“Bonne Femme” by A.R. Simmons

Get Bonne Femme by A.R. Simmons on Amazon . . . click!
Get Bonne Femme by A.R. Simmons on Amazon . . . click!

“Bonne Femme” by AR Simmons

458 pages

Publisher: Acorn Moon Press

Publication Date: June 19, 2013

Avg. Amazon Rating: 5 *

The Blurb (truncated):

Trust Betrayed and Dark Obsession

“Three people. Two former soldiers, each with a mission, each waging a campaign. At the center of their conflict is a vulnerable young woman, alone and far from home.

“Richard Carter has come back to Cartier trying to pull his life together, while Jill Belbenoit has come to finish her degree. He has seen her on campus, but doesn’t know her. When a former squadmate from Somalia, Mic Boyd, turns up unexpectedly and assumes a friendship that never was, Richard allows himself to fall into what he hopes will be only a brief association. The last thing he wants is a reminder of his tour in the famine-racked squalor of Africa…”

*   *   *   *   *

Just a note:  As I have stated in several other reviews, there are genrés which I don’t normally read because of certain life experiences I have endured during my time on this earth – crime novels are amongst those genrés. However, this story revolves around two former Marines – one of whom was ‘released’ from service under a General Discharge. Those of us who have have been married to (as I was) – or have experience with – a member of the Armed Forces who suffers from severe PTSD have unique insight and understanding to the mindset of either the protagonist, Richard, or the antagonist, Mic, in this book. Fortunately, my husband was a “Richard”, rather than a “Mic”.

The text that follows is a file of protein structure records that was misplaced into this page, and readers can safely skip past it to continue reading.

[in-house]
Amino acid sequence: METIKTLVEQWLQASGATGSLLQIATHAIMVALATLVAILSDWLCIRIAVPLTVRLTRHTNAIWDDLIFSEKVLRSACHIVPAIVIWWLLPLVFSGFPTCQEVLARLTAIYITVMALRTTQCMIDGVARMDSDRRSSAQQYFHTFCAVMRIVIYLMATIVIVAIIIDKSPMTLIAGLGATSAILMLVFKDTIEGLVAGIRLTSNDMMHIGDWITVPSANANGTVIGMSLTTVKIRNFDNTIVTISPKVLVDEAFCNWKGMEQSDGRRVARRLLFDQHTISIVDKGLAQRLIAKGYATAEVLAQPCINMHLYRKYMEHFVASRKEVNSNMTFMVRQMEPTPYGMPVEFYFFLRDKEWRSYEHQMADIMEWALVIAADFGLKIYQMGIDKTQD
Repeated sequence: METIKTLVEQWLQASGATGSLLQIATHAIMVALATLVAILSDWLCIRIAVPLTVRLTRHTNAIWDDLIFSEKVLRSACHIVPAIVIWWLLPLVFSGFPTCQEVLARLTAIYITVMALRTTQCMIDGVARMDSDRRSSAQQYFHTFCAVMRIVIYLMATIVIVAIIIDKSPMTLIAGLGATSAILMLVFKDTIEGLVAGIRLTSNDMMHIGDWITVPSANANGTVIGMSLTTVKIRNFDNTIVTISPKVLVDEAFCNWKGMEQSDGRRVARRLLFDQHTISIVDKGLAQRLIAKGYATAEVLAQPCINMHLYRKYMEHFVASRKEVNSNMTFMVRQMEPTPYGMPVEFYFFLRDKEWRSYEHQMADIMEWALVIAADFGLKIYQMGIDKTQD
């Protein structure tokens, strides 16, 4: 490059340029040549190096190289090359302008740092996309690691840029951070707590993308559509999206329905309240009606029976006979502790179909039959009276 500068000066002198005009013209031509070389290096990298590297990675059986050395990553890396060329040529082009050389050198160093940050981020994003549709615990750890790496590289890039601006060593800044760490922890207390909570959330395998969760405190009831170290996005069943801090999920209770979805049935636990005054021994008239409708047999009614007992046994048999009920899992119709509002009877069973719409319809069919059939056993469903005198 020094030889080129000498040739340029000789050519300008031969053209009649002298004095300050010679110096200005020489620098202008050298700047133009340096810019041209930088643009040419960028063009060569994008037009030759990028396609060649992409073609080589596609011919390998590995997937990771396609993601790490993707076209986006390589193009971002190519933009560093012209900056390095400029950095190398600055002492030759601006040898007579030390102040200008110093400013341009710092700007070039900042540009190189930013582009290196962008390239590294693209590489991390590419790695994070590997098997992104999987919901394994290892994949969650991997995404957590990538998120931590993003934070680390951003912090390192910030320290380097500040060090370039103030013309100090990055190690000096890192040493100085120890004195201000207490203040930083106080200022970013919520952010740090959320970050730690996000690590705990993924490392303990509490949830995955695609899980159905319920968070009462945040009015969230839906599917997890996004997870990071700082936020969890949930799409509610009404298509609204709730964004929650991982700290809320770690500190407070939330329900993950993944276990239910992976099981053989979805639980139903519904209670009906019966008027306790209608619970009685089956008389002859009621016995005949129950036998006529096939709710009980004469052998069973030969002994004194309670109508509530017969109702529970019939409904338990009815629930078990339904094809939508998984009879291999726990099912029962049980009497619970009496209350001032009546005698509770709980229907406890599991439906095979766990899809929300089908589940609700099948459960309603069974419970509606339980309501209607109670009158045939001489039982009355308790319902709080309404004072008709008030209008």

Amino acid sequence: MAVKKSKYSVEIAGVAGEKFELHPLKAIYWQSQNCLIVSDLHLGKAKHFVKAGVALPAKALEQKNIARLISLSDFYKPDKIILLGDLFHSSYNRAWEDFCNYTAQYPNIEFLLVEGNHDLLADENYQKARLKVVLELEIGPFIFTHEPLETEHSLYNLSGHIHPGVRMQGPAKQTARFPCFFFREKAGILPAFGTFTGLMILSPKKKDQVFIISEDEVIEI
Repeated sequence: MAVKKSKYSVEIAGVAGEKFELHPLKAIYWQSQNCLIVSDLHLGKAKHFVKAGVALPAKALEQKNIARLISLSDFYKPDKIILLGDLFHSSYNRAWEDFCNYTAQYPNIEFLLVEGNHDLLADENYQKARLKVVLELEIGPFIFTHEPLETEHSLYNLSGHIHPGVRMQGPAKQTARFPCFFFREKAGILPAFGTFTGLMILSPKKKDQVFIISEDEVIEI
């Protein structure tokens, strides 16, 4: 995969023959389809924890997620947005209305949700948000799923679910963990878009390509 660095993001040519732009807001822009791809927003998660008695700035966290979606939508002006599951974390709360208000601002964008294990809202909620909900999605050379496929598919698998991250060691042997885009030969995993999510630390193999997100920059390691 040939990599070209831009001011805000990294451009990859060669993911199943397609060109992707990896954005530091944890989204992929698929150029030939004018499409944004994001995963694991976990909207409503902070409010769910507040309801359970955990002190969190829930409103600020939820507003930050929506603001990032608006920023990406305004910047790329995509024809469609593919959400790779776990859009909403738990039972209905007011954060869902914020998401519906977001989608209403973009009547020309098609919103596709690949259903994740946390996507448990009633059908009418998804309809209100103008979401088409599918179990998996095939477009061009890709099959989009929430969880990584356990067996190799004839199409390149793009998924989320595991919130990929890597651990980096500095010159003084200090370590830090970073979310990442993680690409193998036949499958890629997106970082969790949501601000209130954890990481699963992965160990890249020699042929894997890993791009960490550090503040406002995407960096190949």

My take on the story:

Richard Carter is basically a good and honourable man who became as entrenched in the mindset that “War is Hell” as any other combat veteran has. The horrors that he witnessed are not uncommon, and nor is his revulsion to those memories and diminished feelings of self-worth as a returning ‘warrior’. As part of his solution to trying to re-integrate as a civilian, he is pursuing an education in criminology at the local college.

While there, another student – a captivating young lady from France (Jill Belbenoit) – catches his eye. Convinced that she would not be interested in him, Richard pines for her at a distance. It is during one of his moments of distraction that a former squadmate from his deployment to Somalia shows up: Mic Boyd, whom Richard has always disliked on an instinctual level. Nonetheless, when he is approached, Richard accepts Mic’s invitation to join him for a beer at the local pub, just to ‘catch up on things’.

At about this point, the author inserts some of Richard’s more troubling memories of Somalia…and here, dear reader, is the first indication that something is very wrong, and extremely dark, about Mic.

Mic shows up on campus again, and this time notices Richard’s infatuation with Jill. Mic’s ensuing comments about women in general are another clue into his disturbing psyche. He adopts an almost competitive attitude about how easy it would be to have his way with Jill; he introduces himself (and Richard, as a sort of side-kick) and proceeds to seduce her. Despite his apparently low opinion of women in general, he has a certain ‘bad boy’ vibe which seems to attract them. Richard, of course, is chagrined when, very quickly, Mic and Jill become a couple.